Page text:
Linking Diseases and DNA

August 24, 2021 at 2:41 pm

By Tamara Vayntrub, HLA Project Manager

The Human Leukocyte Antigen (HLA) system is a complex of genes on Chromosome 6 that codes for the expression of (or, in simple terms, tell the body how to design) HLA antigens. There are a multitude of different expressions, which means there is great variability in HLA antigens person to person. This is noteworthy because HLA antigens are largely responsible for regulating of the immune system and have strong links to disease susceptibility and reactions to certain drugs. Over time, researchers have been able to correlate the expression of specific genes on Chromosome 6 to an increased susceptibility to identified diseases like psoriasis or narcolepsy, as well as to determine whether the body may have an adverse reaction to certain medications.

Before molecular methods were developed, HLA typing was performed by methods that were ambiguous, making it difficult to ascertain the exact genetic expression. While older methods gave a general picture of disease risk, they weren’t very conclusive since multiple genes could impact the results.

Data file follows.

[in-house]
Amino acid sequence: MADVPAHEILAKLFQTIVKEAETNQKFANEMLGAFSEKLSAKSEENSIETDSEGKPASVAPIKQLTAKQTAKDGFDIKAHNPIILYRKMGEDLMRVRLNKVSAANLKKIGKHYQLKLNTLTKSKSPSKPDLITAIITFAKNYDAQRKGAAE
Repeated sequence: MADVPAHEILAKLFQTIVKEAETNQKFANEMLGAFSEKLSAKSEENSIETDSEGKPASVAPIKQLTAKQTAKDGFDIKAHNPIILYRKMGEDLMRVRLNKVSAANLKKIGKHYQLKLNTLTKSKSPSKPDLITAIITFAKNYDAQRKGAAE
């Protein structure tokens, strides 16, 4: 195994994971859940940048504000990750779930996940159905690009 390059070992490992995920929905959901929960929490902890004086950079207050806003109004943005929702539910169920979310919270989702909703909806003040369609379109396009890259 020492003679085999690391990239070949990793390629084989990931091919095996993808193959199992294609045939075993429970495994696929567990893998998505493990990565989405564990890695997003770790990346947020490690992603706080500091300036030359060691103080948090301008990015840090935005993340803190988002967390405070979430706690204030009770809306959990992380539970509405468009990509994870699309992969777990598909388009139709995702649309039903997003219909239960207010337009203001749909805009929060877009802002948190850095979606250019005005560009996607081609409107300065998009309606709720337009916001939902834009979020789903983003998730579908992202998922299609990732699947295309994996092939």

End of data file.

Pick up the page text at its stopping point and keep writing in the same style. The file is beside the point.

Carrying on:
Enter next-generation sequencing (NGS), an HLA typing method that uses advanced technology to focus in on a person’s DNA. While we have talked previously about the life-saving impact NGS has on transplantation, NGS is also used to more accurately assess disease risk and reactions to medications. With the help of NGS, researchers over the past five to 10 years have been able to identify even more correlations between HLA-markers and immune mediated diseases, malignancies, infectious diseases and adverse reaction to certain drugs.

For about five years, Stanford Blood Center’s Histocompatibility and Immunogenetics Laboratory (HLA Lab) has performed HLA typing on behalf of our hospital partners to assess patients’ disease risk. In December of 2020, the lab developed a number of HLA Disease Association Panels that allow a doctor to easily select what they want to check for in a patient (e.g., risk of developing/having celiac disease), and the HLA Lab will investigate all known DNA markers that could influence the development of said disease/drug reaction. These panels are important because, in many cases, multiple genes can be linked to one outcome, so the HLA Lab uses the panel to come up with a detailed look at different genes as well as to give an overall probability that a person currently has or will develop a certain condition/reaction.

As we continue to develop HLA typing technology, we will be better able to identify potential causes of various serious illnesses and, hopefully, better prepare and treat patients for what may come.